Tanahashi: The fans turned on it. I don’t think he was able to change everything just on personal grounds like that. He showed that he clearly wanted the belt, but that alone won’t get everyone on board.

–In the end, Okada pinned Naito during a tag match during the next series, which silenced Naito.

Tanahashi: The champion sorted it out himself. But yeah, Okada’s return really derailed Naito.

–At Dontaku, Okada addressed you on the mic by saying that you had brought Dontaku back to the Fukuoka International Center but that he would bring it to the Fukuoka Dome. It took another ten years, but Okada would main event in the Fukuoka PayPay Dome at Dontaku 2022.

Tanahashi: Ah, that son of a bitch (laughs). I took NJPW from Across Fukuoka, to Hakata Starlanes to the International Center and then he kept going. I was in the main event in 2012 and then the semi ten years later; he main evented both. And ten years from now, he’ll be 44; still a year younger than I am now!

–You faced Okada on June 16 in Osaka in the end, and came away with the title, getting your revenge in the same venue as the Rainmaker Shock.

Tanahashi: A big theme of that match was me changing up the variations on my Slingblade and using it as a counter at short range. I get less rotation than if I get a full run up, but it’s effective even with just one step leading into it. The point was that Okada forced me to change up my own game and evolve, I think.

–You seemed a little emotional after the match; how did it feel to get your revenge from earlier in the year?

Tanahashi: Actually in February a friend of mine from college came out to see me and Okada wrestle, and he had passed away that April. He was the head of the pro-wrestling club at school, and I remember after the February match he chewed me out for losing, heh. I didn’t make a story of it, but when I had the belt in my hands I thought of him and it all came rushing over me.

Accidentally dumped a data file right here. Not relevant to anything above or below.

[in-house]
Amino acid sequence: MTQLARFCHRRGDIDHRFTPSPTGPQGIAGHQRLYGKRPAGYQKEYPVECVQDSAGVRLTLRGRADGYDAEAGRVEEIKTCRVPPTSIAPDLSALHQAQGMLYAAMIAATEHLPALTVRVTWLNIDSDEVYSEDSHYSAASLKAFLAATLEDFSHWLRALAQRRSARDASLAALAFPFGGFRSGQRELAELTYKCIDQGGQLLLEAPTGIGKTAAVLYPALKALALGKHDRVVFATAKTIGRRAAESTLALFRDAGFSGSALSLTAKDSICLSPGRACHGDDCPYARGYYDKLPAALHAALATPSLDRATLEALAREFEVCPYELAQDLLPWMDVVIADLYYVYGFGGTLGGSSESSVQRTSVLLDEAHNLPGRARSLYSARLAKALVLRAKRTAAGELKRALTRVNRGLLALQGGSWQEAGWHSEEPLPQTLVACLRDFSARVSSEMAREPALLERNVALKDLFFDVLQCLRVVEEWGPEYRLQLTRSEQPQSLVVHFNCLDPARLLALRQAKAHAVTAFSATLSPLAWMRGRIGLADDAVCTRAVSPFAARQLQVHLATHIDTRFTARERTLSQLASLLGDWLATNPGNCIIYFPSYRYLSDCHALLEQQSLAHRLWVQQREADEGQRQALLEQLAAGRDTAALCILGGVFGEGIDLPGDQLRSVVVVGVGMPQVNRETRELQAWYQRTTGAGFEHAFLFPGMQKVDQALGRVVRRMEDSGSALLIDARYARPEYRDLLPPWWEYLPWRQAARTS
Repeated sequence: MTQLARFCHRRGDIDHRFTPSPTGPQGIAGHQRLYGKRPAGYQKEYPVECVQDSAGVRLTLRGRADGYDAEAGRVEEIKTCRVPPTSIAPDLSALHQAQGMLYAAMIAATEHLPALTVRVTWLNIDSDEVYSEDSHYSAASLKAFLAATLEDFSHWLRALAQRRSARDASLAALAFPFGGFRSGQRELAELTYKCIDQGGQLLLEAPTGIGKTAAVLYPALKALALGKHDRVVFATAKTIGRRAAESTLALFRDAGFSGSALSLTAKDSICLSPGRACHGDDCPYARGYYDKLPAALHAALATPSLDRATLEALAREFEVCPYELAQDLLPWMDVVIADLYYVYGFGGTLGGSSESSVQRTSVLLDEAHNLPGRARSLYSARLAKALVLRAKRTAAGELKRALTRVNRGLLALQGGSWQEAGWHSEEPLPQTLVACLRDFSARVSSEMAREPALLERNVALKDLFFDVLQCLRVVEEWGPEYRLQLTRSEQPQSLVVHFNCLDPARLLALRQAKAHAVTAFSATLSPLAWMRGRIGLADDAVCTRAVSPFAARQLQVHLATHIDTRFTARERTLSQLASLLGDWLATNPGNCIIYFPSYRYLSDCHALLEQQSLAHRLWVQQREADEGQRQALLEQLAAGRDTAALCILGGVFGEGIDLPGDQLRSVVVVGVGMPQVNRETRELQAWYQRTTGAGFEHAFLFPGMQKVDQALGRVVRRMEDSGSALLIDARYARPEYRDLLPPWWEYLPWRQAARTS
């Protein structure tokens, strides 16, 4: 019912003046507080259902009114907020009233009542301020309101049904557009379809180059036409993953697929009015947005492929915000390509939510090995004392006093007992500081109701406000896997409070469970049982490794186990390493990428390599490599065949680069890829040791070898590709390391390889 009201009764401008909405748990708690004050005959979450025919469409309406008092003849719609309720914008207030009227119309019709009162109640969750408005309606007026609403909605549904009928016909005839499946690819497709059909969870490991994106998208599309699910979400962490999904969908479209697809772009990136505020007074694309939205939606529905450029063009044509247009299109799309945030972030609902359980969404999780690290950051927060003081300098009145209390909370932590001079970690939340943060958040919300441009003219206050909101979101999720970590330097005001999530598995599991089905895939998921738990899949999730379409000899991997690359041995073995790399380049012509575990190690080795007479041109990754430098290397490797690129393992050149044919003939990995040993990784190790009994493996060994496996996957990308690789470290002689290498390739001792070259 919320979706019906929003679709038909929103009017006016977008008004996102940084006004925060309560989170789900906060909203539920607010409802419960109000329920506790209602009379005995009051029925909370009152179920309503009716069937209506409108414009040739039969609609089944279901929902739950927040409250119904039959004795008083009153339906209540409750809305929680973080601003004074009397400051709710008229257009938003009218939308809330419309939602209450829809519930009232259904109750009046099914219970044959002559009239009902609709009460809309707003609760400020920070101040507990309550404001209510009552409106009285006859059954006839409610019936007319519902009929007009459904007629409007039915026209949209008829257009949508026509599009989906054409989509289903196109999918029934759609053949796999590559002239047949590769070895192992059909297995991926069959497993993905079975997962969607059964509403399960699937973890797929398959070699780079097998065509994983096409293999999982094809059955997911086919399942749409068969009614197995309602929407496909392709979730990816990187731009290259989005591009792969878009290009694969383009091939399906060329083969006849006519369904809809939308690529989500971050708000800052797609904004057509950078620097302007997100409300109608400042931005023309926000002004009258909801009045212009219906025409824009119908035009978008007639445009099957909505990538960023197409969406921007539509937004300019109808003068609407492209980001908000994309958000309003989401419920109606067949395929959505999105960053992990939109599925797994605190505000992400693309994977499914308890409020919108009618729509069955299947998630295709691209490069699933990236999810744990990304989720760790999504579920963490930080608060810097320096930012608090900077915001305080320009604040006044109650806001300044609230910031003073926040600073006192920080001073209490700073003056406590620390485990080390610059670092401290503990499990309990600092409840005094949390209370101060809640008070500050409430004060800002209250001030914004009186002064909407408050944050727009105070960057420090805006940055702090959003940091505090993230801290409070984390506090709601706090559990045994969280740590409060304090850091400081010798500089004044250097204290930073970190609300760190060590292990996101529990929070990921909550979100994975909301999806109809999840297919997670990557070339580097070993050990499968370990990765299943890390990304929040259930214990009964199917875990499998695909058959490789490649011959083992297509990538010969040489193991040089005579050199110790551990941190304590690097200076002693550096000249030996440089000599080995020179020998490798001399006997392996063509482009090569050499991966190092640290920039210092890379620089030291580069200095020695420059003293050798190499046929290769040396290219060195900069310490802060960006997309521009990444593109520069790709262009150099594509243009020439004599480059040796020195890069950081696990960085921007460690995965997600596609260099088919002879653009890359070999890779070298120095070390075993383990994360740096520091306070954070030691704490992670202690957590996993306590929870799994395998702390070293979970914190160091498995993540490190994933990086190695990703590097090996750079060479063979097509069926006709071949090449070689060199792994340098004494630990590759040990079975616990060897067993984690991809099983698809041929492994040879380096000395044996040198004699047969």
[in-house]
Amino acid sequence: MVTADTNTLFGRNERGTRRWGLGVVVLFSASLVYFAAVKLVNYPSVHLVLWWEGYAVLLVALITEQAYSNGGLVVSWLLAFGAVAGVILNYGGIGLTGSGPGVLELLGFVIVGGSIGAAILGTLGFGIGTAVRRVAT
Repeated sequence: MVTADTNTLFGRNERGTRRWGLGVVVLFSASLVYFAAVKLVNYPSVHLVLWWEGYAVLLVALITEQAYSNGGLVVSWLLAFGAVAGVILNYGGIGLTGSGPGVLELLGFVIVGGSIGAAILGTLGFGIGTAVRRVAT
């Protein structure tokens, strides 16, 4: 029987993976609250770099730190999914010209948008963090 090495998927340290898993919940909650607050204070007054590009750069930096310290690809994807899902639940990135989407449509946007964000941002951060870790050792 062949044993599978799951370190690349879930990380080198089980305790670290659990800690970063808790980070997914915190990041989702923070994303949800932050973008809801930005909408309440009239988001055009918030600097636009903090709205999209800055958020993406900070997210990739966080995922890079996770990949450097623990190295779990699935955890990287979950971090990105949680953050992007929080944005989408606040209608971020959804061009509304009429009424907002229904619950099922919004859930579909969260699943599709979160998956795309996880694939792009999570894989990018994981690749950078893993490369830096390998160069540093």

–Emotions aside, how did it feel wrestling Okada this time as compared to February?

Tanahashi: He’d really come a long way in a short span, and he’d changed a lot about how he’d put together his matches. The Rainmaker had evolved into the form we see it now, and just the way he thought about the little things had changed up; he was much closer in June to the Okada we know today. So I think if you can compare any two of our matches, the biggest difference would be between February and June 2012, I feel. 

–So he was starting to put the pieces together.

Tanahashi: Like if you look at is dropkick, it was right at that Goto match that he started using that move to start going home toward the finish; no matter how hard you press him, he could use that to swing the match his way. It says a lot about him that he had to lead as a champion while he was still putting together the framework of who he was in the ring. 

–And that all had a knock on effect for you.

Tanahashi: Right. he was this real disruptive force. He’d become a monster, and I had to grow to keep up.

–But you would call yourself the Rainmaker-Maker (laughs)

Tanahashi: Oh, he’s Made In Tanahashi, for sure (laughs). But I think him showing up really made me kick it out of cruise control and work harder. I would brag about defending the title more than anyone, training more than anyone, doing more promotion, but then here comes a guy with so much natural ability that it changed the whole scene. 

–But it was more than just natural ability; he put in the work as well.

Tanahashi: Right? That’s not fair, I think people with natural ability shouldn’t be allowed to try on top of it (laughs). But this was just the start of what we went on to do.